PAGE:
by: VMware Director—Security Engineering Kevin Berger
Enterprise environments have become amazingly complex ecosystems, and that makes ensuring security for endpoints, servers, and containers a significant challenge. Traditional solutions work effectively under specific circumstances, but today there are simply too many attacks, too often, on too many fronts.
Realizing a different approach was required, VMware security experts transitioned to VMware Carbon Black® Cloud™. Now, one lightweight client can monitor millions of endpoints and workload operations. That enables teams to detect and prevent never-seen-before attacks in near real-time (NRT). In fact, personnel can analyze more than 500 billion events per day.
Diagram of the Carbon Black security ecosystem.
This is your pilot speaking
Using VMware Workspace ONE®, the security team launched a pilot program. Since the ultimate purpose of Carbon Black is to protect the entire enterprise, the pilot program followed a ‘go-big-or-go-home’ mentality. More than 60 K desktops and 3 K Windows servers were involved, yet strict deployment parameters ensured minimal disruption to colleagues. There was even an unforeseen factor that further tested the Carbon Black real-world abilities—the majority of colleagues suddenly went remote thanks to COVID-19 restrictions.
Deployment and testing were broken into three categories—performance, detection, and prevention. Carbon Black metrics for all three had to dramatically improve upon the existing system. First, the VMware Colleague Experience and Technology team (CET) monitored performance levels to guarantee they exceeded the traditional norm. Within seven days, the Carbon Black sensor system was staged. This was instrumental in finding and resolving initial issues prior to the full launch.
Once the solution proved superior to its predecessor, the team activated Carbon Black Enterprise EDR to baseline the various business operations under surveillance—a detection process accomplished in less than 60 days. It captured substantially more endpoint detection and response (EDR) data than any time in VMware history.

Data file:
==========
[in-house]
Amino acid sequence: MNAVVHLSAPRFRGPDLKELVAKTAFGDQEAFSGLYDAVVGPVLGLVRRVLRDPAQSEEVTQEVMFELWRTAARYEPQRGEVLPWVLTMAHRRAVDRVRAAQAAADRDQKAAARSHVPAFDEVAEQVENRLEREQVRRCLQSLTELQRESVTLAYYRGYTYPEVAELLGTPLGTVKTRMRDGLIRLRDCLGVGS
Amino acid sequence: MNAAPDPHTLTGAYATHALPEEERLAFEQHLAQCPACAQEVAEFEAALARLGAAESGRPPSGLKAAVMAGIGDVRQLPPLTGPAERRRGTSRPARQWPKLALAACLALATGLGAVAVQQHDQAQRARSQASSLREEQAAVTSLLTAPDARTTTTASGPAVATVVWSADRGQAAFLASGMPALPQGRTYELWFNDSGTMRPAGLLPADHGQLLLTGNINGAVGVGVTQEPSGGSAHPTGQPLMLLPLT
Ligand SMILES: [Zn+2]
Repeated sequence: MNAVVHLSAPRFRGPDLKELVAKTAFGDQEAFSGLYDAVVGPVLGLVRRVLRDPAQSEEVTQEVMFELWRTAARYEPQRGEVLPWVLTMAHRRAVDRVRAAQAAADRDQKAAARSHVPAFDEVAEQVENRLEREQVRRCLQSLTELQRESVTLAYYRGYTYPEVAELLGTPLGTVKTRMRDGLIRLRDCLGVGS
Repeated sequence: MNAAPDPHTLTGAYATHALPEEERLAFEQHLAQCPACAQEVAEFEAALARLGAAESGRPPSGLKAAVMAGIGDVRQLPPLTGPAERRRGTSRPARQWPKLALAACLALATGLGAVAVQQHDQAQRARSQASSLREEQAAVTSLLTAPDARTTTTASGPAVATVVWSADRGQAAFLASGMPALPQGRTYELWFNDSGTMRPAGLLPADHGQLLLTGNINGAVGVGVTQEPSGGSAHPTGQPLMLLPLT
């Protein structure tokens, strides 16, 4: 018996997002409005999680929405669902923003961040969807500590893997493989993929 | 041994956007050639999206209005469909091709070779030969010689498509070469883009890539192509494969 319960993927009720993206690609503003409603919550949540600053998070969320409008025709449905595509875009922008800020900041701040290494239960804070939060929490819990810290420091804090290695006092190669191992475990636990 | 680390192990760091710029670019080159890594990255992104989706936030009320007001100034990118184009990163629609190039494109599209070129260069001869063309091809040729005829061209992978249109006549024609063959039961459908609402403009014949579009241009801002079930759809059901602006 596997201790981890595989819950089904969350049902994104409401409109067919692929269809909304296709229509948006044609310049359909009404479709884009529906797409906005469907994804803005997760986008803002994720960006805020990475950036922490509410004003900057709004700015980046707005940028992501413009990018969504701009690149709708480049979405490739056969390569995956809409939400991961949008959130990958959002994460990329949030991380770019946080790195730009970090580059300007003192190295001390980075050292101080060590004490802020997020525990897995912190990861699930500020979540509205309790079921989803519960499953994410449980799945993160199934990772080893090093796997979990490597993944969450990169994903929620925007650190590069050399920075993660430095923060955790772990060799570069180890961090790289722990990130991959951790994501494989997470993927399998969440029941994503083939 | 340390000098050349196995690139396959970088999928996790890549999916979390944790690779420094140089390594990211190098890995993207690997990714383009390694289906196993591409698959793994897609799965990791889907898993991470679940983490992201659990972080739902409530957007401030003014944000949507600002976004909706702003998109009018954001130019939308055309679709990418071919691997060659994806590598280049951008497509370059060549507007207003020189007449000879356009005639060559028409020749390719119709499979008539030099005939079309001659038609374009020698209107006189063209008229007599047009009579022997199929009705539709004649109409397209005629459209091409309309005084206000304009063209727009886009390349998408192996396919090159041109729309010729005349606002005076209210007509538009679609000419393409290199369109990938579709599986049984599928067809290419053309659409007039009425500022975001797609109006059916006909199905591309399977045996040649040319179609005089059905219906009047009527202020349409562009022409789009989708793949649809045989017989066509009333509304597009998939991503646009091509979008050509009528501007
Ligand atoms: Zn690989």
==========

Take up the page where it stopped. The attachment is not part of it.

Once the comprehensive Enterprise EDR knowledge base was created, prevention was possible. This meant fine-tuning VMware-specific activities to repel malicious activity while allowing seamless business operation. Workspace ONE was employed to remove the existing legacy cybersecurity system, with the added benefit of saving VMware $900K per year in license fees and other costs.
We’re also human
One mandatory requirement for the Carbon Black deployment was close collaboration among groups—including Information Security, CET, the Windows server team, and the Security Business Unit (SBU)—as well as intricate planning involving colleagues affected, individualized service desk Carbon Black categories and Oasis involvement (our colleague support team), a dedicated Slack channel, and comprehensive project team monitoring. Combined, these teams and components working in unison meant any issues that arose were immediately owned and quickly resolved.
Questions, lessons learned, and a cause to celebrate
We learned a number of lessons during the migration to Carbon Black. The #1 lesson was to keep expectations realistic, in addition to knowing exactly why the migration was necessary. Strategic planning well in advance of the cutover is mission-critical to overall success—today and down the road. Therefore, important questions need to be asked:
- What problem are you trying to solve?
- What is the timeline for deployment?
- Is there an upcoming renewal prompting the switch?
- Has your company had a recent breach?
- Is there an upcoming compliance audit?
- How are you going to remove the existing solution?
Other lessons learned include:
- Have a dedicated team watching for alerts and other issues, tuning policies as needed
- Always be vigilant for compatibility problems
- Continually enable enforcement of system subsets
- Ensure a phased enablement of the enterprise EDR, as well as next-generation anti-virus (NGAV) tools
- Implement tight coordination with Security Operations Center (SOC) and Incident Response teams regarding operation adoption
And don’t forget to hold frequent milestone celebrations so all stakeholders feel a sense of accomplishment!
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